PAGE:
14.02.1918 - 10.08.2010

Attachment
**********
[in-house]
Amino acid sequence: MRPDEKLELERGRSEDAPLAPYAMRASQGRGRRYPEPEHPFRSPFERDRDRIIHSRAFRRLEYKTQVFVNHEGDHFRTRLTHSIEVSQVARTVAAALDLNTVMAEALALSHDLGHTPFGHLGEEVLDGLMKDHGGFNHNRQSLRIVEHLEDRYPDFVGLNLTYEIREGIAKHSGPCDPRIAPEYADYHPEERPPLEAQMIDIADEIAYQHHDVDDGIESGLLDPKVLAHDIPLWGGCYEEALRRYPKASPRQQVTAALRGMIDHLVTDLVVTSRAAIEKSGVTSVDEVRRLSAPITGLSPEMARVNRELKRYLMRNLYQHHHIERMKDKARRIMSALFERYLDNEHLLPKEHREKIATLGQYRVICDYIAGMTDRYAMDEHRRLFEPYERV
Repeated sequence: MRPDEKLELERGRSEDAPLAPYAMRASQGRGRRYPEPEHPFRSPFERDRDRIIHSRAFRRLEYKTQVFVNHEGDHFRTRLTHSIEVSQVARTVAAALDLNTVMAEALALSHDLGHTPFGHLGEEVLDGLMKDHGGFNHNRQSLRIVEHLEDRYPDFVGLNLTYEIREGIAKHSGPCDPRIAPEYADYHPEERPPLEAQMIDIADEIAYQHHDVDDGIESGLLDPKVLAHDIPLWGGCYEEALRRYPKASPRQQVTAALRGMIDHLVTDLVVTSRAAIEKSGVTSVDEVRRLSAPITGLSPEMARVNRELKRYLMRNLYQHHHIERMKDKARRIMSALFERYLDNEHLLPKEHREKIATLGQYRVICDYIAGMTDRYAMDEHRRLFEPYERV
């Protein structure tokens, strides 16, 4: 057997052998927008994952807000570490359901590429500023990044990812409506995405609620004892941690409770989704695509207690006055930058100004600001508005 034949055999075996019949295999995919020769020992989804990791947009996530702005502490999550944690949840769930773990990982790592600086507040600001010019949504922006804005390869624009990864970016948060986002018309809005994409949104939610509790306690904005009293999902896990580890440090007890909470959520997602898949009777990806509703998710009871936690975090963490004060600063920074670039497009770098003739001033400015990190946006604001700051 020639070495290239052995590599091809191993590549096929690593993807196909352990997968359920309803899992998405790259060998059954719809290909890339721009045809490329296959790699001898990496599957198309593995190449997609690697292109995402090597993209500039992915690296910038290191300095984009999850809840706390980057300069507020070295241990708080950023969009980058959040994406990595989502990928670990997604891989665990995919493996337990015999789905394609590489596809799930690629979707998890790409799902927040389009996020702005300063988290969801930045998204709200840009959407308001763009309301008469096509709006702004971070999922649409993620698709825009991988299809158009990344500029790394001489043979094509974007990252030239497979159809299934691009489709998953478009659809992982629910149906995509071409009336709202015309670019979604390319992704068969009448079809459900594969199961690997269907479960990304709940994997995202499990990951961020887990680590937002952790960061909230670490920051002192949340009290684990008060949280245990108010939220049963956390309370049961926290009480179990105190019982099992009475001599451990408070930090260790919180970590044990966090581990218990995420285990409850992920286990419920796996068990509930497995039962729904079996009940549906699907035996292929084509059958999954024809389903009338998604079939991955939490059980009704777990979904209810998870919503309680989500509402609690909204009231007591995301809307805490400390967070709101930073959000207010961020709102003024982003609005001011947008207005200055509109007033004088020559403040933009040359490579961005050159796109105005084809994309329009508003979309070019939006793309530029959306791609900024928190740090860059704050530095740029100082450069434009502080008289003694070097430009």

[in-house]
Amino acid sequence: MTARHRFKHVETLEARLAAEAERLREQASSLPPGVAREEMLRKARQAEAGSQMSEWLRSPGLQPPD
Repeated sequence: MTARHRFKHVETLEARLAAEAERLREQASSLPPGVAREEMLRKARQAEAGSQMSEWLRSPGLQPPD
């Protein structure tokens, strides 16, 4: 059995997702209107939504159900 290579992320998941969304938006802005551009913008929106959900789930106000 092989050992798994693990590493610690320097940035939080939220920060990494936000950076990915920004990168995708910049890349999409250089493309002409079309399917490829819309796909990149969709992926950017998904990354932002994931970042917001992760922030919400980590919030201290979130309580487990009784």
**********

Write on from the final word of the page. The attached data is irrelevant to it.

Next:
Valentina Diffine-Christi’s long life was dedicated to her beloved husband and his vocation. Her first steps as an artist began in the early post-war years. Her meeting with her future husband, Evgeny Diffine, at Moscow’s 1905 Art School would change her life completely. Evgeny was a gifted student and was spotted by Sergei Gerasimov who took him to his workshop at the Surikov Institute. Although there were no artists in Evgeny’s family, he lived in a supportive environment where the painter Konstantin Yuon was a frequent guest. The young Evgeny took lessons from the Impressionist painter Leonard Turzhansky, while his idols were Vasily Surikov and Petr Konchalovsky. Evgeny was French by birth, and often turned to the French tradition of painting only from nature. In love with the talented painter, it was not surprising that the young Valentina was strongly influenced by him. They married in 1938, and had a son whom they named after the artist Konstantin Korovin. But their fate was shaped by war - they were evacuated to Samarkand together with the other students and teachers of the Surikov Institute. Their half-starving existence there damaged Evgeny’s health, and he died of typhus at only 28, without having even graduated from the institute, still in Samarkand. Painting was the only thing that kept Valentina going. She continued living with their son in Samarkand until 1943 when she returned to Moscow and graduated. Her father was a professor at the Bauman Institute, and life for his large family of eight in their small communal apartment was crowded. Valentina had no studio, no official status as an artist, no permanent income, and a small son, but she worked hard. It paid off - in a little more than ten years Diffine-Christi, who had already taken her father’s surname, became a member of the Moscow branch of the Union of Artists. Like everyone else, she painted themes of Lenin, the civil war with the folk hero Chapayev, and travelled to collective farms and factories. Despite this the artist was still accused of formalism for using prohibited Impressionist motifs.